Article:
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In the papers today - Friday 2 May

The world's longest sea bridge was formally opened yesterday linking Shanghai to the industrial city of Ningbo across Hangzhou Bay in China.

The 35km bridge will reduce the driving distance between the eastern side of Shanghai and the port town of Ningbo by 120km - The Guardian

Shell's surprise decision to pull out of the world's biggest offshore windfarm, the 341-turbine London Array in the Thames Estuary, has thrown into doubt Britain's attractiveness as a site for offshore wind farms - The Financial Times

London and the Thames Gateway are at particular risk of flooding caused by climate change, a report says today, pointing to the scale of housing development planned in the region and danger to the Capital's financial district - The Financial Times

Capital values in the UK's commercial property market fell 4.6% in the first quarter, taking the total return on property investments to -3.3%, and the annualised total return for the year to March to -9.7% - The Financial Times

Some of Silicon Valley's most successful venture capital firms have raised hundreds of millions of dollars in the past few weeks to invest in green technologies - The Financial Times

The Government's plans to ease the UK's housing shortage by building some two million new homes by 2016 were close to collapse last night, as official figures revealed that private and public housing starts slumped in the first quarter of this year. The Government wants to see 240,000 new properties built each year, but is already behind on its targets with only 200,000 homes completed in 2007 - The Independent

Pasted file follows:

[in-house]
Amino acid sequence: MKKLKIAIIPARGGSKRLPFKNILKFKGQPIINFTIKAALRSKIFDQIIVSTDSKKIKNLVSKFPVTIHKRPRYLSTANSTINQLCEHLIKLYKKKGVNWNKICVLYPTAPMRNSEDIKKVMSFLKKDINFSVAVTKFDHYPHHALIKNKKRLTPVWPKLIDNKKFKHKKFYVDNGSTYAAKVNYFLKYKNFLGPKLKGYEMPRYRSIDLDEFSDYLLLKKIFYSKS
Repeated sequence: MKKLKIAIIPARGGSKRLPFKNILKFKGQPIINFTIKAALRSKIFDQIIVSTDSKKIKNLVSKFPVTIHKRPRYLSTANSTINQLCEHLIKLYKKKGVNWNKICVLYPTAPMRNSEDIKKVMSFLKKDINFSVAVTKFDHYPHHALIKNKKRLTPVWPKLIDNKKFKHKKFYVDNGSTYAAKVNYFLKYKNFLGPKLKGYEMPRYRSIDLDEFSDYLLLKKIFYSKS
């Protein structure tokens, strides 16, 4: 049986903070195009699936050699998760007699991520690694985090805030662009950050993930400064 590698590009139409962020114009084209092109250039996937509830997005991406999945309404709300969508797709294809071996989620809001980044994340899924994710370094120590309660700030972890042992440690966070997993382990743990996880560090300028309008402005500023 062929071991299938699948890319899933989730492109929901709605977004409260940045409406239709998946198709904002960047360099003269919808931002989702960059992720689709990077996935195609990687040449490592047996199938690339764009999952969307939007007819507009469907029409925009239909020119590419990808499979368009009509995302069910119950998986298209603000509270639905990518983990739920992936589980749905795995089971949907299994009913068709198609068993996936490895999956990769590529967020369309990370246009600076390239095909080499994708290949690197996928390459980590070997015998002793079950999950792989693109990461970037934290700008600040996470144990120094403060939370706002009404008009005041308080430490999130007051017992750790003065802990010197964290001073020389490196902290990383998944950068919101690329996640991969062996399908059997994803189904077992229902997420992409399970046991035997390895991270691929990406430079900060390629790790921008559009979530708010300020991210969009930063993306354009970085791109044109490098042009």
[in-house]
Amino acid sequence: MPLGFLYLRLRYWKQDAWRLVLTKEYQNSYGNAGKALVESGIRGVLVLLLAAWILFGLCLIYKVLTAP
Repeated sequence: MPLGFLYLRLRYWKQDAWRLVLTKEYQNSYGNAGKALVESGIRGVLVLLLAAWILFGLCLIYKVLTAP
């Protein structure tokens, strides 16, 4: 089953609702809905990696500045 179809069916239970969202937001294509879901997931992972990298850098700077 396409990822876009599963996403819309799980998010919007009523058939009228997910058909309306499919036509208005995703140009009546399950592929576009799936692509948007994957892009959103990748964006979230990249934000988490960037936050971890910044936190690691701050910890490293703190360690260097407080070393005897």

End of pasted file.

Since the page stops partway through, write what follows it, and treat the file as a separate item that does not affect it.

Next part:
Shell was yesterday accused of being greedy and irresponsible as it came under renewed attack for pulling out of the world's biggest offshore wind project. Environmentalists and politicians led a chorus of disapproval against the company's decision to drop its commitment to London Array, which it is hoped will provide 25% of the capital's electricity when it is completed - The Guardian

Sherford, the Prince of Wales's south Devon ecotown for 12,000 people, has been granted planning permission .The first homes will come with a free bicycle, and giant wind turbines will power mandatory low-energy light bulbs - The Guardian

A plan to build a £140M national sports stadium on the site of the Maze prison in Northern Ireland is to be abandoned amid opposition from unionists. The province's finance minister, Peter Robinson, will announce that the project is effectively dead in one of his last acts before succeeding Ian Paisley as first minister at the end of the month, according to unionist sources - The Guardian

Gordon Brown has suffered his biggest Commons rebellion since taking over as a prime minister, when 33 Labour MPs - half his majority - voted for an amendment to the energy bill that would have encouraged the takeup of renewable energy technologies. Although the amendment was defeated, the introduction of a feed-in tariff, which rewards renewable generators of electricity with a fixed price for electricity they supply to the grid, has drawn widespread support from MPs and organisations - The Guardian

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